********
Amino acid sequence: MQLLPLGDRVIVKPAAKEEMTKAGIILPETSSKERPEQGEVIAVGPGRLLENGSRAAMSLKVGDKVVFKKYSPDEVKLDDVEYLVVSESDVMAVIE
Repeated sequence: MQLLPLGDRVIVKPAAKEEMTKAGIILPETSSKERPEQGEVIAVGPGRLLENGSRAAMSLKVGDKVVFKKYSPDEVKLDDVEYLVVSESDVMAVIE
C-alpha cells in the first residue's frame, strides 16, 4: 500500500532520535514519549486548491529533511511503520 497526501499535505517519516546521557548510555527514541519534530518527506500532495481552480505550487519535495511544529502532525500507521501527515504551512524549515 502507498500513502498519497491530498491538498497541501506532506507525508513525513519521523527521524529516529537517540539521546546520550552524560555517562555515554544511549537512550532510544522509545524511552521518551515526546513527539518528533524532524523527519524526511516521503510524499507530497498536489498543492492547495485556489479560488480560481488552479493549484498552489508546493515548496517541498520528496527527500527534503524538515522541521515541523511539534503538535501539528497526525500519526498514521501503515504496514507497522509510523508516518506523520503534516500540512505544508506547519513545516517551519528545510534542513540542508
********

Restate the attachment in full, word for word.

Amino acid sequence: MQLLPLGDRVIVKPAAKEEMTKAGIILPETSSKERPEQGEVIAVGPGRLLENGSRAAMSLKVGDKVVFKKYSPDEVKLDDVEYLVVSESDVMAVIE
Repeated sequence: MQLLPLGDRVIVKPAAKEEMTKAGIILPETSSKERPEQGEVIAVGPGRLLENGSRAAMSLKVGDKVVFKKYSPDEVKLDDVEYLVVSESDVMAVIE
C-alpha cells in the first residue's frame, strides 16, 4: 500500500532520535514519549486548491529533511511503520 497526501499535505517519516546521557548510555527514541519534530518527506500532495481552480505550487519535495511544529502532525500507521501527515504551512524549515 502507498500513502498519497491530498491538498497541501506532506507525508513525513519521523527521524529516529537517540539521546546520550552524560555517562555515554544511549537512550532510544522509545524511552521518551515526546513527539518528533524532524523527519524526511516521503510524499507530497498536489498543492492547495485556489479560488480560481488552479493549484498552489508546493515548496517541498520528496527527500527534503524538515522541521515541523511539534503538535501539528497526525500519526498514521501503515504496514507497522509510523508516518506523520503534516500540512505544508506547519513545516517551519528545510534542513540542508